[consulting] General consultant's vent
dane at deepsnow.us
Thu Aug 6 17:10:38 UTC 2009
Interesting discussion. Id like to share some input. for a project
that is <1000 bucks, suck it up and do it free. 1000 - 5000. Add in a
little bit of time, be fair, be competitive, but dont suck up the cost
or you are cheating yourself and your business, and thats bad. You can
charge x/2 to the client and build the difference in, because you
should be further developing your site design after you get started
anyway. for a project that is >5000 bucks, you really really need to
charge for requirements gathering/ design document creation. Again, be
fair, be competitive, use good judgement about where to distribute the
cost of it. More often than not, its a little bit up front and the
rest inside the Inception phase of the project.
Frankly, any client that wants a 5k+ site and plays hardball that y ou
are supposed to give it all up for free to develop their site design
document, is worrisome and questionable, unless you have pre-qualified
them. Just this summer we had a potential client on the phone pounding
us to get the estimate and 'you better make it pro!' the same day.
The site would have cost 5k-7k competitively. We communicated the
design process, and delivered the estimate for the design document
creation on time. In that, we charge 1/2 of the creation cost up
front, and the rest to be billed inside the project. This potential
client told us 'I have the credit cared ready to charge today!' We
delivered this estimate; he vanished. We were going to charge him 1000
bucks for the design document creation.
Turns out this 'client' pimped his project around town and ended up
hosing 2 people out a ton of design time. We were frustrated but
relieved that we didnt give up the goods. The bottom line is that
honest clients with integrity dont expect you to cheat your business
model and good business practices. If they do, you have a problem
already, and must consider who it is your targeting for work in the
We are smart people using sophistcated systems to varying extents. If
we cheat ourselves, why shouldnt the client cheat us too?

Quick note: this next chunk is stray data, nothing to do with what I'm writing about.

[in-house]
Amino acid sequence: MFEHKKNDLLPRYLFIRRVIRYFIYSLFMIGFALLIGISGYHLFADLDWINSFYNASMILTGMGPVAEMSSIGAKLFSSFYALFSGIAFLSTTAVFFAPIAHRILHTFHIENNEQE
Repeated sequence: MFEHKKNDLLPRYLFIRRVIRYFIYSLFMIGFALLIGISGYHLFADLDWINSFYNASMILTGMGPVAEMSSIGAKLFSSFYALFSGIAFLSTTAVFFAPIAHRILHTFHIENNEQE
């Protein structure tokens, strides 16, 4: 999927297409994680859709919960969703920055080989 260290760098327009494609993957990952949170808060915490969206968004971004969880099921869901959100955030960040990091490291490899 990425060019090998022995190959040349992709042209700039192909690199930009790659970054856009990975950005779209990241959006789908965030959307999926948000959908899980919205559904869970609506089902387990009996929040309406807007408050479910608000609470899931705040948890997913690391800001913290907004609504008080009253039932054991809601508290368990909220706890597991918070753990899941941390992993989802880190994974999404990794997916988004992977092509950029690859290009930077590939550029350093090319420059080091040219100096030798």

On Aug 6, 2009, at 10:48 AM, Domenic Santangelo wrote:
> On Thu, Aug 6, 2009 at 6:34 AM, Brian Vuyk <brian at brianvuyk.com>
> I agree with you in principal. If the client doesn't approach us
> with fully drawn up specification and design documents, they should
> expect to pay consulting time to get their project refined and
> firmed up. Historically, probably 10-15% or more of my hours were
> tied up in this aspect of business. However, as long as so many
> developers are willing to do this for free, it can't easily be
> stopped. Small shops, like mine, can't give up a competitive edge
> like that, and charging a client several days labour that another
> shop would give for free just doesn't work.
> I recently needed a legal document drawn up, so I called an attorney
> that came highly recommended from friends in this area. He drew up
> the (one page) document, sent it over, I looked through it and said,
> "great, let's do it" and he asked for a large retainer. I can't use
> this doc unless I pay it. That too got me to thinking about Drupal
> work -- okay, fine, let's estimate and wireframe for free, and build
> that cost into contracts we DO land.
> I don't really have an answer here, but I think examples from other
> more established industries might show good patterns that we can
> follow. I dunno.
> consulting mailing list
> consulting at drupal.org
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